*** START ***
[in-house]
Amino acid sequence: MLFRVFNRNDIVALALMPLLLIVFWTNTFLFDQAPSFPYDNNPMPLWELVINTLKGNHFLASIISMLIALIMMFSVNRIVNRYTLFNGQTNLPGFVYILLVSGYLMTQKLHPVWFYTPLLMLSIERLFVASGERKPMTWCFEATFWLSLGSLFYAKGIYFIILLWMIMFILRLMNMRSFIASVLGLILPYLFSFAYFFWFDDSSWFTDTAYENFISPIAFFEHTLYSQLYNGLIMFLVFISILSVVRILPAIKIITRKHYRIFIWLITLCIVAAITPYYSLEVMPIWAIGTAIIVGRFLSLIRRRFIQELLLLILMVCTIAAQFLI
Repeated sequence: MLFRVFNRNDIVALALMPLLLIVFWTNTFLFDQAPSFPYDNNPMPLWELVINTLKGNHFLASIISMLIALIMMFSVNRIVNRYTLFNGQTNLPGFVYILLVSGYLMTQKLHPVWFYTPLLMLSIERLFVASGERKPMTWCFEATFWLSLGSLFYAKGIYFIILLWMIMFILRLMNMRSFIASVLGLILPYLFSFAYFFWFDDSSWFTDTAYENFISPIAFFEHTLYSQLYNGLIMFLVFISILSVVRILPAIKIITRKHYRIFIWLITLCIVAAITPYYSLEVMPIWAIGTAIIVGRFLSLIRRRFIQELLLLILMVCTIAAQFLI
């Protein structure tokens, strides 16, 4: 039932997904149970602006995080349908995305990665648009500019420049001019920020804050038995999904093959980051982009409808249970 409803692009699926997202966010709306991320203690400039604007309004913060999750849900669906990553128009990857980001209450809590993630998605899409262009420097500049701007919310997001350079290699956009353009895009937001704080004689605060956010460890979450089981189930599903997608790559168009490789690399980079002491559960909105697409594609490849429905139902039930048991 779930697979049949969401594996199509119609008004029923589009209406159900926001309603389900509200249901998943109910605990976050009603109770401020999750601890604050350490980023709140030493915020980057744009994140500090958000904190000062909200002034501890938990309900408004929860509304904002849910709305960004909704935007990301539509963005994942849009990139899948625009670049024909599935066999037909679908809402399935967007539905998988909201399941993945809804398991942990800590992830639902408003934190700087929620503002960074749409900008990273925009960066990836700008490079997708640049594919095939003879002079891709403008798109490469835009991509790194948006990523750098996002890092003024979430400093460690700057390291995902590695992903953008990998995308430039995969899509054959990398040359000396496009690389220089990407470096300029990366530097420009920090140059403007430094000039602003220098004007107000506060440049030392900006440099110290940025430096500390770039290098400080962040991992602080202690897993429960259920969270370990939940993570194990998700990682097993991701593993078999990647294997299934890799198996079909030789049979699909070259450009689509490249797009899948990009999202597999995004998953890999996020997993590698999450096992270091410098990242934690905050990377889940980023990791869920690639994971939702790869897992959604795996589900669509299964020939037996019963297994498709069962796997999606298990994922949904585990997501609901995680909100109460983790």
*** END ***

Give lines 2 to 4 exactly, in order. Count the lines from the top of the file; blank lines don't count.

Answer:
Amino acid sequence: MLFRVFNRNDIVALALMPLLLIVFWTNTFLFDQAPSFPYDNNPMPLWELVINTLKGNHFLASIISMLIALIMMFSVNRIVNRYTLFNGQTNLPGFVYILLVSGYLMTQKLHPVWFYTPLLMLSIERLFVASGERKPMTWCFEATFWLSLGSLFYAKGIYFIILLWMIMFILRLMNMRSFIASVLGLILPYLFSFAYFFWFDDSSWFTDTAYENFISPIAFFEHTLYSQLYNGLIMFLVFISILSVVRILPAIKIITRKHYRIFIWLITLCIVAAITPYYSLEVMPIWAIGTAIIVGRFLSLIRRRFIQELLLLILMVCTIAAQFLI
Repeated sequence: MLFRVFNRNDIVALALMPLLLIVFWTNTFLFDQAPSFPYDNNPMPLWELVINTLKGNHFLASIISMLIALIMMFSVNRIVNRYTLFNGQTNLPGFVYILLVSGYLMTQKLHPVWFYTPLLMLSIERLFVASGERKPMTWCFEATFWLSLGSLFYAKGIYFIILLWMIMFILRLMNMRSFIASVLGLILPYLFSFAYFFWFDDSSWFTDTAYENFISPIAFFEHTLYSQLYNGLIMFLVFISILSVVRILPAIKIITRKHYRIFIWLITLCIVAAITPYYSLEVMPIWAIGTAIIVGRFLSLIRRRFIQELLLLILMVCTIAAQFLI
């Protein structure tokens, strides 16, 4: 039932997904149970602006995080349908995305990665648009500019420049001019920020804050038995999904093959980051982009409808249970 409803692009699926997202966010709306991320203690400039604007309004913060999750849900669906990553128009990857980001209450809590993630998605899409262009420097500049701007919310997001350079290699956009353009895009937001704080004689605060956010460890979450089981189930599903997608790559168009490789690399980079002491559960909105697409594609490849429905139902039930048991 779930697979049949969401594996199509119609008004029923589009209406159900926001309603389900509200249901998943109910605990976050009603109770401020999750601890604050350490980023709140030493915020980057744009994140500090958000904190000062909200002034501890938990309900408004929860509304904002849910709305960004909704935007990301539509963005994942849009990139899948625009670049024909599935066999037909679908809402399935967007539905998988909201399941993945809804398991942990800590992830639902408003934190700087929620503002960074749409900008990273925009960066990836700008490079997708640049594919095939003879002079891709403008798109490469835009991509790194948006990523750098996002890092003024979430400093460690700057390291995902590695992903953008990998995308430039995969899509054959990398040359000396496009690389220089990407470096300029990366530097420009920090140059403007430094000039602003220098004007107000506060440049030392900006440099110290940025430096500390770039290098400080962040991992602080202690897993429960259920969270370990939940993570194990998700990682097993991701593993078999990647294997299934890799198996079909030789049979699909070259450009689509490249797009899948990009999202597999995004998953890999996020997993590698999450096992270091410098990242934690905050990377889940980023990791869920690639994971939702790869897992959604795996589900669509299964020939037996019963297994498709069962796997999606298990994922949904585990997501609901995680909100109460983790």